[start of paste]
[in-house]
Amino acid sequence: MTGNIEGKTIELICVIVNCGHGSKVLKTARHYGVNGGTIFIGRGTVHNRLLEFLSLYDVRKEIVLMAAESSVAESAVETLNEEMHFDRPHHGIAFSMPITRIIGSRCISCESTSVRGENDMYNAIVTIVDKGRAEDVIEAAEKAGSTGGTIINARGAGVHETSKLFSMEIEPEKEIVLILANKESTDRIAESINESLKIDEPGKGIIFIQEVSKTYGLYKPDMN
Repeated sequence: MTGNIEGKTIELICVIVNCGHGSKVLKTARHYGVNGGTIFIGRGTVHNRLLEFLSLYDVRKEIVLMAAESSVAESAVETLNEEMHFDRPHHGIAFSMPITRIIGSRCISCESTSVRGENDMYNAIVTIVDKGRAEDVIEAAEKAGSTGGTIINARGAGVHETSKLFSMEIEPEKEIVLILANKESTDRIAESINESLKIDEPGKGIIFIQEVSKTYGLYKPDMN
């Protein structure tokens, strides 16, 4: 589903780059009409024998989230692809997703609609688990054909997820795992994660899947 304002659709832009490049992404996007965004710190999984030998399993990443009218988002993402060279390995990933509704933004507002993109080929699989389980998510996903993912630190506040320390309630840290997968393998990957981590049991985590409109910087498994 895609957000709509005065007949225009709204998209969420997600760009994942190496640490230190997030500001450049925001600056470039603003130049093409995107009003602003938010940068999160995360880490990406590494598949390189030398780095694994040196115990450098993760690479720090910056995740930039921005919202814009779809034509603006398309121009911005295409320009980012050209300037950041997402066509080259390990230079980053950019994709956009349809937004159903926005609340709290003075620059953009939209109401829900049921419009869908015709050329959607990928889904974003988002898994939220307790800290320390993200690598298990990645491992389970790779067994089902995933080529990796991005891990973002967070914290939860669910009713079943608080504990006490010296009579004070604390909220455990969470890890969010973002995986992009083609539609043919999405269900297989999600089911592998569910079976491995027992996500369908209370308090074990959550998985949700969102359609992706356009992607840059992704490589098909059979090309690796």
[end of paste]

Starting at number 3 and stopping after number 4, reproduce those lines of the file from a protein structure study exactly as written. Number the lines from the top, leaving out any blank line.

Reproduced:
Repeated sequence: MTGNIEGKTIELICVIVNCGHGSKVLKTARHYGVNGGTIFIGRGTVHNRLLEFLSLYDVRKEIVLMAAESSVAESAVETLNEEMHFDRPHHGIAFSMPITRIIGSRCISCESTSVRGENDMYNAIVTIVDKGRAEDVIEAAEKAGSTGGTIINARGAGVHETSKLFSMEIEPEKEIVLILANKESTDRIAESINESLKIDEPGKGIIFIQEVSKTYGLYKPDMN
């Protein structure tokens, strides 16, 4: 589903780059009409024998989230692809997703609609688990054909997820795992994660899947 304002659709832009490049992404996007965004710190999984030998399993990443009218988002993402060279390995990933509704933004507002993109080929699989389980998510996903993912630190506040320390309630840290997968393998990957981590049991985590409109910087498994 895609957000709509005065007949225009709204998209969420997600760009994942190496640490230190997030500001450049925001600056470039603003130049093409995107009003602003938010940068999160995360880490990406590494598949390189030398780095694994040196115990450098993760690479720090910056995740930039921005919202814009779809034509603006398309121009911005295409320009980012050209300037950041997402066509080259390990230079980053950019994709956009349809937004159903926005609340709290003075620059953009939209109401829900049921419009869908015709050329959607990928889904974003988002898994939220307790800290320390993200690598298990990645491992389970790779067994089902995933080529990796991005891990973002967070914290939860669910009713079943608080504990006490010296009579004070604390909220455990969470890890969010973002995986992009083609539609043919999405269900297989999600089911592998569910079976491995027992996500369908209370308090074990959550998985949700969102359609992706356009992607840059992704490589098909059979090309690796």